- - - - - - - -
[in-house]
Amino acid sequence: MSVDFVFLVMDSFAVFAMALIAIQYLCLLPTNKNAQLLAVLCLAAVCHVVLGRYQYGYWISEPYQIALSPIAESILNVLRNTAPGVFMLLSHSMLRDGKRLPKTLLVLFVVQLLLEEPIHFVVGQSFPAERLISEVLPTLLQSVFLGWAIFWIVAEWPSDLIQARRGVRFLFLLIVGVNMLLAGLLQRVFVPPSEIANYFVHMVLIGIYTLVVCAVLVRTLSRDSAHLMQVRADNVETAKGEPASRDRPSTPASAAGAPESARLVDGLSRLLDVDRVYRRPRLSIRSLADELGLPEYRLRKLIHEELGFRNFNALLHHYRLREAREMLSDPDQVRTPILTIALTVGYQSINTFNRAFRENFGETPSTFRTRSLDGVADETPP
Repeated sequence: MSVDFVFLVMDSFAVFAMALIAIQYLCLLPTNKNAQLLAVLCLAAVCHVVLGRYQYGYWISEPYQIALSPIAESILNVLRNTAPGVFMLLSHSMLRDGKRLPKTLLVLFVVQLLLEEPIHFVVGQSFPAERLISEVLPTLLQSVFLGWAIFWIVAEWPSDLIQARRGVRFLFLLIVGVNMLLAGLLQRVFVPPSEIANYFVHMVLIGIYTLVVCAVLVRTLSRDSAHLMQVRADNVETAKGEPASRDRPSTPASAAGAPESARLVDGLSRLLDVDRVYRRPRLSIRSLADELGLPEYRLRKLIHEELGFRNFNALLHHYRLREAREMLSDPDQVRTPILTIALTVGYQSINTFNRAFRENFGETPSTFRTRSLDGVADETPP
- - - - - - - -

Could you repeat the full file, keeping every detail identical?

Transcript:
[in-house]
Amino acid sequence: MSVDFVFLVMDSFAVFAMALIAIQYLCLLPTNKNAQLLAVLCLAAVCHVVLGRYQYGYWISEPYQIALSPIAESILNVLRNTAPGVFMLLSHSMLRDGKRLPKTLLVLFVVQLLLEEPIHFVVGQSFPAERLISEVLPTLLQSVFLGWAIFWIVAEWPSDLIQARRGVRFLFLLIVGVNMLLAGLLQRVFVPPSEIANYFVHMVLIGIYTLVVCAVLVRTLSRDSAHLMQVRADNVETAKGEPASRDRPSTPASAAGAPESARLVDGLSRLLDVDRVYRRPRLSIRSLADELGLPEYRLRKLIHEELGFRNFNALLHHYRLREAREMLSDPDQVRTPILTIALTVGYQSINTFNRAFRENFGETPSTFRTRSLDGVADETPP
Repeated sequence: MSVDFVFLVMDSFAVFAMALIAIQYLCLLPTNKNAQLLAVLCLAAVCHVVLGRYQYGYWISEPYQIALSPIAESILNVLRNTAPGVFMLLSHSMLRDGKRLPKTLLVLFVVQLLLEEPIHFVVGQSFPAERLISEVLPTLLQSVFLGWAIFWIVAEWPSDLIQARRGVRFLFLLIVGVNMLLAGLLQRVFVPPSEIANYFVHMVLIGIYTLVVCAVLVRTLSRDSAHLMQVRADNVETAKGEPASRDRPSTPASAAGAPESARLVDGLSRLLDVDRVYRRPRLSIRSLADELGLPEYRLRKLIHEELGFRNFNALLHHYRLREAREMLSDPDQVRTPILTIALTVGYQSINTFNRAFRENFGETPSTFRTRSLDGVADETPP